Value vs growth

From finiki
Jump to: navigation, search

Value investing and growth investing are two widely followed investment strategies that have different styles. Each has their own advocates and supporters.

Background

In 1994, academics Josef Lakonishok, Andrei Shleifer, and Robert Vishny published “Contrarian Investment, Extrapolation, and Risk.”[1] Using data from 1968 through 1994, they grouped U.S. stocks into value and growth segments based on price-to-book, price-to-cash flow, and price-to-earnings ratios, as well as sales growth. The researchers concluded that, for a broad range of definitions of “value” and “growth,” value stocks consistently outperformed growth stocks by wide margins. In addition, this outperformance remained robust when the stock samples under review were limited to the larger-capitalization stocks typically favored by large investors.

Since that date, a great deal of academic empirical research has been published on value and growth investing[2].

So why do value strategies beat growth strategies in the long run? It is because human and institutional behaviour cause biases in stock prices that give rise to what is known as the value premium, namely that value stocks beat growth stocks. Individuals are subject to irrational behaviour[3]. They extrapolate, they are overly optimistic, they overreact, they herd. These behaviours create biases in the prices of financial securities as investors overbid them.

James Montier[4] discusses behaviour that leads to specific errors:

Why is it that investors seem drawn to "growth" stories like sailors to the sirens? Psychologists suggest that we have two ways of thinking embedded in our minds. One (the X-system) focuses on emotional decisions, and loves stories. The other (C-system) is far more "Vulcan" like, preferring facts over fantasy. The X-system is the default option, and is likely to be put into action when we are faced by the kinds of decisions we must deal with when investing. This can be related to valuation. Value stocks draw most of their return from the dividend yield. Whereas growth stocks rely on the growth component of returns. So for value stocks we would expect to see biases relating to errors over the sustainability of the dividend. Whereas within the growth universe we would expect to see investors getting carried away with the growth story. Quantitative screens can help mitigate these errors for both value and growth investors. The most important way to beat the bias is to focus on the facts not the stories.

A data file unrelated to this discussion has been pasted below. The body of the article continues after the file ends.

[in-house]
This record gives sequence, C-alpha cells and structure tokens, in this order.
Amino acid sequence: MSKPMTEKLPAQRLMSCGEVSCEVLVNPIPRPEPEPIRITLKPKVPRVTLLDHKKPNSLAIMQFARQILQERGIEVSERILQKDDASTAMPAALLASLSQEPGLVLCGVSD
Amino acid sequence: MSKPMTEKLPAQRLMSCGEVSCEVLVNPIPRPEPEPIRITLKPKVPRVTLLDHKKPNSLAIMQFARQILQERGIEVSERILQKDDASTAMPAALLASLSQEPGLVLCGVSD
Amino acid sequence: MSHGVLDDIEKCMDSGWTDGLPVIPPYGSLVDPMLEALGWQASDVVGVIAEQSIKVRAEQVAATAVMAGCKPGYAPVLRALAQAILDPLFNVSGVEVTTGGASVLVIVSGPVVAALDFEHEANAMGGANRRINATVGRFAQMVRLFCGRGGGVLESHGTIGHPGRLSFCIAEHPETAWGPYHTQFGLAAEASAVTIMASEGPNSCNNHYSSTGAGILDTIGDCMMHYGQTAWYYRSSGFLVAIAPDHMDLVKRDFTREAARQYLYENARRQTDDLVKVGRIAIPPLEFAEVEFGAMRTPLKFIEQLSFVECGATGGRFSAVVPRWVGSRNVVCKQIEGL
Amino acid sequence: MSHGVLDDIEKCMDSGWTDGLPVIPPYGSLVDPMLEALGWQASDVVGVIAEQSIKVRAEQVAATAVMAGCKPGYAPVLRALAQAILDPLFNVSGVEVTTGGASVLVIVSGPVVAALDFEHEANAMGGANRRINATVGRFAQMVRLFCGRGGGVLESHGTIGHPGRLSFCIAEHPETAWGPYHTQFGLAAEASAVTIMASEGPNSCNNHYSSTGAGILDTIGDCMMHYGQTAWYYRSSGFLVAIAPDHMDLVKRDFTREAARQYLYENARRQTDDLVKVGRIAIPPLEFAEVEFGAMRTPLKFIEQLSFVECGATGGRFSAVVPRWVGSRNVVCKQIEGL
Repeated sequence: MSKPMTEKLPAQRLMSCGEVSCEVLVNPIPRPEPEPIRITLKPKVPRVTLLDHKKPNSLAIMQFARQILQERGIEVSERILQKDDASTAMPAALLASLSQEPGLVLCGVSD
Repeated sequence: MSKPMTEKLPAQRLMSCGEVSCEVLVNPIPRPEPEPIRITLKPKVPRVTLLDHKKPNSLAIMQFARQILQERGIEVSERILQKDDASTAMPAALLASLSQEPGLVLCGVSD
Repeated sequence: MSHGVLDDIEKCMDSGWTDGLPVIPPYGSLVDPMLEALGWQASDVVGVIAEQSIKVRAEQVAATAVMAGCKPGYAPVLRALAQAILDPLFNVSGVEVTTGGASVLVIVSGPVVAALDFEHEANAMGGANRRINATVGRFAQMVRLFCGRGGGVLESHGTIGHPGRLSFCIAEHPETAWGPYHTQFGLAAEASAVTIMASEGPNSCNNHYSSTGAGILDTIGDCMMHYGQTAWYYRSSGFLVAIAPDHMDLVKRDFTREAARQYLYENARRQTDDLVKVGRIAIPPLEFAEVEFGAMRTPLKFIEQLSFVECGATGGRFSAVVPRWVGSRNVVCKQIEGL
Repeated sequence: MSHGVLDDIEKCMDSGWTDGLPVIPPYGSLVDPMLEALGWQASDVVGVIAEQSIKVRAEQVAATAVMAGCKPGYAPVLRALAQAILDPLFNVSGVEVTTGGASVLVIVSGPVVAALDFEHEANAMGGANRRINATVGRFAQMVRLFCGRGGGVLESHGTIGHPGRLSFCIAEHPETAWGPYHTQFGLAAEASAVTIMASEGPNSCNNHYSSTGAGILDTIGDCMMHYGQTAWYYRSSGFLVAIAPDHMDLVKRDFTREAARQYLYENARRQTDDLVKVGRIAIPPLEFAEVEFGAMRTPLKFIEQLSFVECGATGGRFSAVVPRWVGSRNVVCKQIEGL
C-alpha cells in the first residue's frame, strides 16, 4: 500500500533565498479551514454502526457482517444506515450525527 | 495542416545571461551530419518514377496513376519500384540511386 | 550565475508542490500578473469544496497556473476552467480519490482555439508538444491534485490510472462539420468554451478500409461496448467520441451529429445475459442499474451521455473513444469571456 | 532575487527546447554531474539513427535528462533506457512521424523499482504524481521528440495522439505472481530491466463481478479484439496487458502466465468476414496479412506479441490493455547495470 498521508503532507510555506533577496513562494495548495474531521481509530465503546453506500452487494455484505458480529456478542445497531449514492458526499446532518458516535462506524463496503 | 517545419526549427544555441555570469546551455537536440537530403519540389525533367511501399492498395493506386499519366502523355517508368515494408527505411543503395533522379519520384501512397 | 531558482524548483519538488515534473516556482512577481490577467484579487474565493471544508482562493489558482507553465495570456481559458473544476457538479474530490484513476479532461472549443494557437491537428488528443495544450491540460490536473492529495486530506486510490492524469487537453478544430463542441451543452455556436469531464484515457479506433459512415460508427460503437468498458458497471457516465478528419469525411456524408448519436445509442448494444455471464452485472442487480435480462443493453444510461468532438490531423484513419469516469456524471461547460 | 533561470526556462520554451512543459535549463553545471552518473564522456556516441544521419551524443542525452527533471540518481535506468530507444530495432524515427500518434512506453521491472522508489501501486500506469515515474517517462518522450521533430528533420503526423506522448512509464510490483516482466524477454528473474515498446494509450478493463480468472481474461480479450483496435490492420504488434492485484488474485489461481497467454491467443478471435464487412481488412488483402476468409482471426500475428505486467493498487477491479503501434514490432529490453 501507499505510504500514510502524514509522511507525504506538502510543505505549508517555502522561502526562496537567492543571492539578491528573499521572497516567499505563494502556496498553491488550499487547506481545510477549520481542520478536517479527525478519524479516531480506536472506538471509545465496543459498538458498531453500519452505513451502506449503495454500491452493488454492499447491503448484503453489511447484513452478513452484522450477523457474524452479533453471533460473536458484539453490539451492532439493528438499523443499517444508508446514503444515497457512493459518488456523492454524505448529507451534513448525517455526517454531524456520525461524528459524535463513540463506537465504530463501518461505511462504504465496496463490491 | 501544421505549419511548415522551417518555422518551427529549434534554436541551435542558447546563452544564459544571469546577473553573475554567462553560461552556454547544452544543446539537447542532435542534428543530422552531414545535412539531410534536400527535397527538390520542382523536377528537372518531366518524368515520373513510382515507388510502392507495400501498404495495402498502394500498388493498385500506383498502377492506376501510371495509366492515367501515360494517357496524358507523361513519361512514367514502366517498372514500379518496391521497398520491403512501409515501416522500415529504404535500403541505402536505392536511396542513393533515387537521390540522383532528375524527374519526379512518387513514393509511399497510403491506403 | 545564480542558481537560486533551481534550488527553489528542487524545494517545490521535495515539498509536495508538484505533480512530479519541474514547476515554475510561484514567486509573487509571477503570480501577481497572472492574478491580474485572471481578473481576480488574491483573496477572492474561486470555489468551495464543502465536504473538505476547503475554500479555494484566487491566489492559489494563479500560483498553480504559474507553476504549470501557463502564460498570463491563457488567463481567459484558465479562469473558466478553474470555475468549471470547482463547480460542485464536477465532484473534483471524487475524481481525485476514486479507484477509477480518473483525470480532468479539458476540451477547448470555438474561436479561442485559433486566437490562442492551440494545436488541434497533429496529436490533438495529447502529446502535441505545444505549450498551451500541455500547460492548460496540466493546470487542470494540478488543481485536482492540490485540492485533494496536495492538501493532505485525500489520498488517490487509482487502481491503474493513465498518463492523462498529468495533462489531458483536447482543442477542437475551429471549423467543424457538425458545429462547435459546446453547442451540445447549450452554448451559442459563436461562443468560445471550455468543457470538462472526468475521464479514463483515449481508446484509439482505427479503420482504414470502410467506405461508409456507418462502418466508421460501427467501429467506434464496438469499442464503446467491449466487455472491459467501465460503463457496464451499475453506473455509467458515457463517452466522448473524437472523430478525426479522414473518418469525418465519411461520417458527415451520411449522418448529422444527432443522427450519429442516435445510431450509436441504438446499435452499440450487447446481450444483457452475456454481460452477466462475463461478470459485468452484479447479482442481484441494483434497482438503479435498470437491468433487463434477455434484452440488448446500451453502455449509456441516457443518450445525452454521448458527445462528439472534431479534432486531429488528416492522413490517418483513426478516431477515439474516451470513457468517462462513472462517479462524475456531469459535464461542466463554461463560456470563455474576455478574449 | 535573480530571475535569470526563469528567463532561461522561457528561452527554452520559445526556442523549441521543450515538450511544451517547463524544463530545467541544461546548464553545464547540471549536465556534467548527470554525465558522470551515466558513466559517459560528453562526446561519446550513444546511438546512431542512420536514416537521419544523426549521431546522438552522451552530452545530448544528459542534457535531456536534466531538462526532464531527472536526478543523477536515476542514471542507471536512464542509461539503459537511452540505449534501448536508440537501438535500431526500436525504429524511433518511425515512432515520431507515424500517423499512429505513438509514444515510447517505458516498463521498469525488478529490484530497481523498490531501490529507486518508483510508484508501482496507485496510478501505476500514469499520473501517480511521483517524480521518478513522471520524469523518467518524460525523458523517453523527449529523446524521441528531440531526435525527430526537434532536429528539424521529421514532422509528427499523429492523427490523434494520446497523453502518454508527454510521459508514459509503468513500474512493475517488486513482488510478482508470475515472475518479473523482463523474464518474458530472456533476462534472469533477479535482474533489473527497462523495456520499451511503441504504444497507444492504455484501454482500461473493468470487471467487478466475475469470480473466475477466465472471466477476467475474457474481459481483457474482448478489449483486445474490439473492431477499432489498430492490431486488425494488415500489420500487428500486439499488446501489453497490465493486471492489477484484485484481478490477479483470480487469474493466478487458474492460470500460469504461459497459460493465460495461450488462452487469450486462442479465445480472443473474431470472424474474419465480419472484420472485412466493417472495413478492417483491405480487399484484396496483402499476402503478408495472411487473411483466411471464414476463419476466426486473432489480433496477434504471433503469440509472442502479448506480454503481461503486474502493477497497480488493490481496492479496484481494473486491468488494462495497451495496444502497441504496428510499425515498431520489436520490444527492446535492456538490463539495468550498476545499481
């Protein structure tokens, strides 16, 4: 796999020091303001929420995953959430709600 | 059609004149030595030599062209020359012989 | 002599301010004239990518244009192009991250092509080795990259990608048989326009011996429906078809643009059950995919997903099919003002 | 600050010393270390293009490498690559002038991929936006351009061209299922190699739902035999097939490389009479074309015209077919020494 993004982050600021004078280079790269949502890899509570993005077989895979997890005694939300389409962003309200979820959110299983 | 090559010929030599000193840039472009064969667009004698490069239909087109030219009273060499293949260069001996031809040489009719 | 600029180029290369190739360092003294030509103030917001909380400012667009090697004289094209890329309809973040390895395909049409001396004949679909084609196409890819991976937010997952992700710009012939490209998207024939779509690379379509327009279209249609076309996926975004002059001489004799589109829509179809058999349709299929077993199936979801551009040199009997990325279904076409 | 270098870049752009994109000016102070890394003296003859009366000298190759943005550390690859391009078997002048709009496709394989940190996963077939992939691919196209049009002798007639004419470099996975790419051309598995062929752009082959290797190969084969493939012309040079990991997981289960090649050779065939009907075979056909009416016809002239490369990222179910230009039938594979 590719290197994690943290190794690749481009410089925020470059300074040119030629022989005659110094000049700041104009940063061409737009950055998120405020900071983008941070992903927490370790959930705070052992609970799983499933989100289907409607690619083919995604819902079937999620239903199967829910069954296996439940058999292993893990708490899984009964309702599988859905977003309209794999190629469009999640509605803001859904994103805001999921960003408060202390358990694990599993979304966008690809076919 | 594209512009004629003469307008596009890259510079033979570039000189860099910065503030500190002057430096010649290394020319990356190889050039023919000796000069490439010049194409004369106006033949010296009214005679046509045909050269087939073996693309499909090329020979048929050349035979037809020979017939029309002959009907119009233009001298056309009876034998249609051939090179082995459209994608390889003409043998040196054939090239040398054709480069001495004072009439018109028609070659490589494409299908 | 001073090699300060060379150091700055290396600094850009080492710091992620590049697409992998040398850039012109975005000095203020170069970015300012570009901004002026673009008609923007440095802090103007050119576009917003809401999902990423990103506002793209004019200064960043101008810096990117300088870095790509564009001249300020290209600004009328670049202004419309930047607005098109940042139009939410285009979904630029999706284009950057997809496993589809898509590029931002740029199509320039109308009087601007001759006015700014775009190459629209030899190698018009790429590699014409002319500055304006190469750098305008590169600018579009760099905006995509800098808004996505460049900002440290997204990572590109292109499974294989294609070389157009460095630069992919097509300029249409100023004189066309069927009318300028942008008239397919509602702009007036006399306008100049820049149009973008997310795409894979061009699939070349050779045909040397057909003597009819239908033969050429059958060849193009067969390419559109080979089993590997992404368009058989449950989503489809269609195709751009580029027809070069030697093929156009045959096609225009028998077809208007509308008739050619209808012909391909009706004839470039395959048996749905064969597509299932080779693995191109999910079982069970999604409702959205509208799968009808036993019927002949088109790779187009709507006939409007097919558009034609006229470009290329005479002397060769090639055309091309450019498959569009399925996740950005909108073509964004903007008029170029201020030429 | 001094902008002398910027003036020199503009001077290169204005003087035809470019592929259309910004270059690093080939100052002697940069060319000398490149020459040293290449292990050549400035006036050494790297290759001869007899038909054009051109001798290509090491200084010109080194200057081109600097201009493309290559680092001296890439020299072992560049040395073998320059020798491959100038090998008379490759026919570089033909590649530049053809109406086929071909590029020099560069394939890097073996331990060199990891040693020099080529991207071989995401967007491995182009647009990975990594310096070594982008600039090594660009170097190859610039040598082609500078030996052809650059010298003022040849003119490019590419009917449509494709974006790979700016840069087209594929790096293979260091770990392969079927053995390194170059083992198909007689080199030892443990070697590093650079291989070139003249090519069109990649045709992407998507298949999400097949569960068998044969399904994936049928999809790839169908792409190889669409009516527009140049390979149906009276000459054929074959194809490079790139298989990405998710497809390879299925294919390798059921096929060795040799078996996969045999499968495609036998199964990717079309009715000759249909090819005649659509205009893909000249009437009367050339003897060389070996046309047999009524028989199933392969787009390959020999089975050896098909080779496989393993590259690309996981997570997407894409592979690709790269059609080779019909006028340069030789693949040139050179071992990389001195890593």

It is possible for a growth stock to become a value stock and vice versa depending on how investors perceive the stock. For example, Microsoft, long seen as a growth stock, exhibited many of the characteristics of a value stock after the dotcom bubble burst.

US performance

The chart below contrasts value vs. growth in US markets. [5]

US - Value vs. Growth.jpg

Canadian performance

The chart below contrasts value vs. growth in Canadian markets. [6]

Canada - Value vs. Growth.jpg

Much of the peak in the Canadian growth performance chart around 2000 is due to the influence of Nortel[7], which is now in bankruptcy.

BlackRock Canada offers two style ETFs, XCV and XCG, which track the Dow Jones Canada Select Value Index and Dow Jones Canada Select Growth Index, respectively, net of expenses.

European performance

The chart below contrasts value vs. growth performance in European markets.[8]

Europe - Value vs. Growth.jpg

World performance

The chart below contrasts value vs. growth performance in world markets.[9]

World - Value vs. Growth.jpg

Further reading

References

  1. Josef Lakonishok; Andrei Shleifer; Robert W. Vishny, Contrarian Investment, Extrapolation, and Risk, Viewed March 9, 2009.
  2. Chan, Louis K. C. and Lakonishok, Josef, Value and Growth Investing: Review and Update, Viewed October 31, 2011.
  3. Bruce Grantier reviewing James Montier’s book, Behavioural Investing: A Practitioner’s Guide to Applying Behavioural Finance (November 2008), Viewed March 9, 2009.
  4. James Montier, Dresdner Kleinwort Wasserstein, Understanding behavioural biases from visceral/x-system investing, Viewed October 31, 2011.
  5. MSCI Barra US - Value vs. Growth, Viewed August 26, 2009.
  6. MSCI Barra Canada - Value vs. Growth, Viewed August 26, 2009.
  7. CBC News, Nortel's Icarus-like stock, January 15, 2009.
  8. MSCI Barra Europe - Value vs. Growth, Viewed August 26, 2009.
  9. MSCI Barra World - Value vs. Growth, Viewed August 26, 2009.